Media

Julia Boorstin

Julia Boorstin
CNBC Senior Media & Entertainment Correspondent

Julia Boorstin joined CNBC in May 2006 as a general assignment reporter. Later that year, she became CNBC's media and entertainment reporter working from CNBC's Los Angeles Bureau. Boorstin covers media with a special focus on the intersection of media and technology. In addition, she reported a documentary on the future of television for the network, "Stay Tuned…The Future of TV."

Boorstin joined CNBC from Fortune magazine where she was a business writer and reporter since 2000, covering a wide range of stories on everything from media companies to retail to business trends. During that time, she was also a contributor to "Street Life," a live market wrap-up segment on CNN Headline News.

In 2003, 2004 and 2006, The Journalist and Financial Reporting newsletter named Boorstin to the "TJFR 30 under 30" list of the most promising business journalists under 30 years old. She has also worked for the State Department's delegation to the Organisation for Economic Co-operation and Development (OECD) and for Vice President Gore's domestic policy office.

She graduated with honors from Princeton University with a B.A. in history. She was also an editor of The Daily Princetonian.

Follow Julia Boorstin on Twitter @jboorstin.

More

  • Beach

    Americans are sick of "staycations": this summer they're leaving the  home and willing to spend for proper vacations. And travel stocks — hotels, cruise lines, and airlines — are reaping the benefits.

  • News Corp.'s headquarters in New York.

    News Corp is seriously evaluating a move that would transform the digital news business. Sources close to the company tell me that CEO Rupert Murdoch is considering creating a new purely digital news venture and would be available through subscription on devices like the iPad.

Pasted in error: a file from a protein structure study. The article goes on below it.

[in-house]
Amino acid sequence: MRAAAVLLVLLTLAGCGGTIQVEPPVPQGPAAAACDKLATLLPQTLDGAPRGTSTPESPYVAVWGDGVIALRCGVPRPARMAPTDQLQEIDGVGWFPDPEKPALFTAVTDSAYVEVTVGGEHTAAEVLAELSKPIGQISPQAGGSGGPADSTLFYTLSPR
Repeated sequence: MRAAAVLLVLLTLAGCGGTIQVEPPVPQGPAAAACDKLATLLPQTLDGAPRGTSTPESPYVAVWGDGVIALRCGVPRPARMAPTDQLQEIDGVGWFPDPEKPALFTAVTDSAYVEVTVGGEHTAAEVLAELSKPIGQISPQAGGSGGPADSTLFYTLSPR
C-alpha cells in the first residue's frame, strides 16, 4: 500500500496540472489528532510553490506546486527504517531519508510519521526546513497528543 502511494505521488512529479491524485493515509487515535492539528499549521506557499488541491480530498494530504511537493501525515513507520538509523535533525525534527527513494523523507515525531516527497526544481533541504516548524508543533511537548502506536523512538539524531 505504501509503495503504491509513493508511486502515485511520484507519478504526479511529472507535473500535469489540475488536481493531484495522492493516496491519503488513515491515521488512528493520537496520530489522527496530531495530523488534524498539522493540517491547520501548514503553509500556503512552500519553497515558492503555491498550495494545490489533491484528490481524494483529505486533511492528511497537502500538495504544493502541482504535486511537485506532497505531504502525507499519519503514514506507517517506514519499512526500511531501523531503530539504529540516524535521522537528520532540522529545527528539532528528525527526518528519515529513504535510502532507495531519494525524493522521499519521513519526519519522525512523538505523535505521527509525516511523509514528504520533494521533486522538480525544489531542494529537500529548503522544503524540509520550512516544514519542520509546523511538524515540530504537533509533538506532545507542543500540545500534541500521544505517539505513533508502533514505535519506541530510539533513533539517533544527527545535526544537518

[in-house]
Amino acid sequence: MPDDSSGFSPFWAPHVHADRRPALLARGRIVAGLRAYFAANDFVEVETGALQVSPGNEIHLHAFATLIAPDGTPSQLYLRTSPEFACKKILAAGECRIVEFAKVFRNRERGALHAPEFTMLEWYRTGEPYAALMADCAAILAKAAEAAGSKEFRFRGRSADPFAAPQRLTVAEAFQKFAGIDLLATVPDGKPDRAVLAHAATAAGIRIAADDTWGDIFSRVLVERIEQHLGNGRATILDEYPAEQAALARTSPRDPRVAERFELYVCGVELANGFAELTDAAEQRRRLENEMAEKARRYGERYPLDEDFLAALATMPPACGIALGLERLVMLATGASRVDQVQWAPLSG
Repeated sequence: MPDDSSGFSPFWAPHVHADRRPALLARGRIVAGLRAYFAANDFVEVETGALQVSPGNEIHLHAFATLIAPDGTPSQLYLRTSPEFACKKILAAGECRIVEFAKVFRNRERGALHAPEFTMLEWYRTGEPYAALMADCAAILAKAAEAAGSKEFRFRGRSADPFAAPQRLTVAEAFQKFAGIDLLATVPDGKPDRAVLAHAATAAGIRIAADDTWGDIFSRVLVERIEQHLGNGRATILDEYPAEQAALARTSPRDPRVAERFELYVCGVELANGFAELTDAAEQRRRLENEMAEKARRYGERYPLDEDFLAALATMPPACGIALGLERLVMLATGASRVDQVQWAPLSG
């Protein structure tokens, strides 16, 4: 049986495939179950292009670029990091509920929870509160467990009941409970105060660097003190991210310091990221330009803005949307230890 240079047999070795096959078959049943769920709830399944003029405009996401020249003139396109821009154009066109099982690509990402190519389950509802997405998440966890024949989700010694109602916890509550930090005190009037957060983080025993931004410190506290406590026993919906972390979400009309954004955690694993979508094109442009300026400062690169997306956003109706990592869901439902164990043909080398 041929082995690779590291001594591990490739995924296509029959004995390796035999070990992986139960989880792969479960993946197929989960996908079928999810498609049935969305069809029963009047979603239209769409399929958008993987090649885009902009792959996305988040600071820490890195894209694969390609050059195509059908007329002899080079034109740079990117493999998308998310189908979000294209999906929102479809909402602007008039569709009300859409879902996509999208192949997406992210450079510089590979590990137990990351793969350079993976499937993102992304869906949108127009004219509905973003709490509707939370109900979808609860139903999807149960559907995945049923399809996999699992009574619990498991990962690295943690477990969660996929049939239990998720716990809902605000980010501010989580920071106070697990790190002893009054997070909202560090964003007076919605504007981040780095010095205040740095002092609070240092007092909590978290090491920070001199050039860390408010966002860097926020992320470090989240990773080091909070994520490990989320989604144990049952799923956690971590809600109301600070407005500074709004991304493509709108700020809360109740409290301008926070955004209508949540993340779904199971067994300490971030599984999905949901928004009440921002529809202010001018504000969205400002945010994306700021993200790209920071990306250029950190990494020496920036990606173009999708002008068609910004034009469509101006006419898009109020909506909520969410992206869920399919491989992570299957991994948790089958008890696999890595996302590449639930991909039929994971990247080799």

• The message from media and tech companies is clear: advertising is back in a big way. This week both Sir Martin Sorrell, CEO of WPP and Disney CEO Bob Iger told CNBC that the ad market has improved from last year and continues to improve. We've seen that demonstrated in results from a diverse group of industry players, from tech giants to newspapers.

  • iger_robert_200.jpg

    I just broke the news that Disney has staked a serious claim in social gaming — it just finalized its acquisition of Playdom for $563.2 million. Disney could pay the social gaming company an additional $200 million if Playdom hits certain performance metrics over the next few years.

  • movie_no_tax_breaks.jpg

    The Milken Institute has released a report that finds that the flight of film and TV production from California has cost the state more than 36,000 jobs since 1997. That adds up to $2.4 billion in wages and $4.2 billion in total economic output lost in the past 13 years.

  • Netflix

    The company's earnings may have grown profit 34 percent from a year ago, beating analyst expectations. But revenue fell just short of analyst forecasts and the company's average revenue per user declined 8 percent from the year-ago quarter.

  • facebook.jpg

    As Facebook nears its 500 millionth user, the popular social network has made progress fighting a lawsuit filed by a web designer, Paul Ceglia, claiming he owns an 84 percent stake in the company.

  • Magazines

    A key sign of relief for the struggling magazine industry: monthly ad sales for August magazines jumped 10 percent. Media Industry Newsletter just reported this jump in ad pages at monthly magazines — the first month of 10 percent year-over-year growth in nearly six years.

  • live_nation_logo.jpg

    The pullback in consumer spending has slammed the concert business, and though Live Nation Entertainment is experimenting with new ticket-pricing models, that's not enough to assuage concerned investors' fears.

  • tv.jpg

    Cable companies and content providers have repeatedly battled over fees, with channels getting temporarily yanked from the air during negotiations. Today 31 video distributors are partnering to form the "American Television Alliance," to address the rules governing broadcast signals and the threat of blackouts. The group says it aims to "protect consumers in today's changing TV environment" — to keep their favorite shows from being collateral damage of negotiations, as when Disney pulled ABC off Cablevision's air right before the Oscars.

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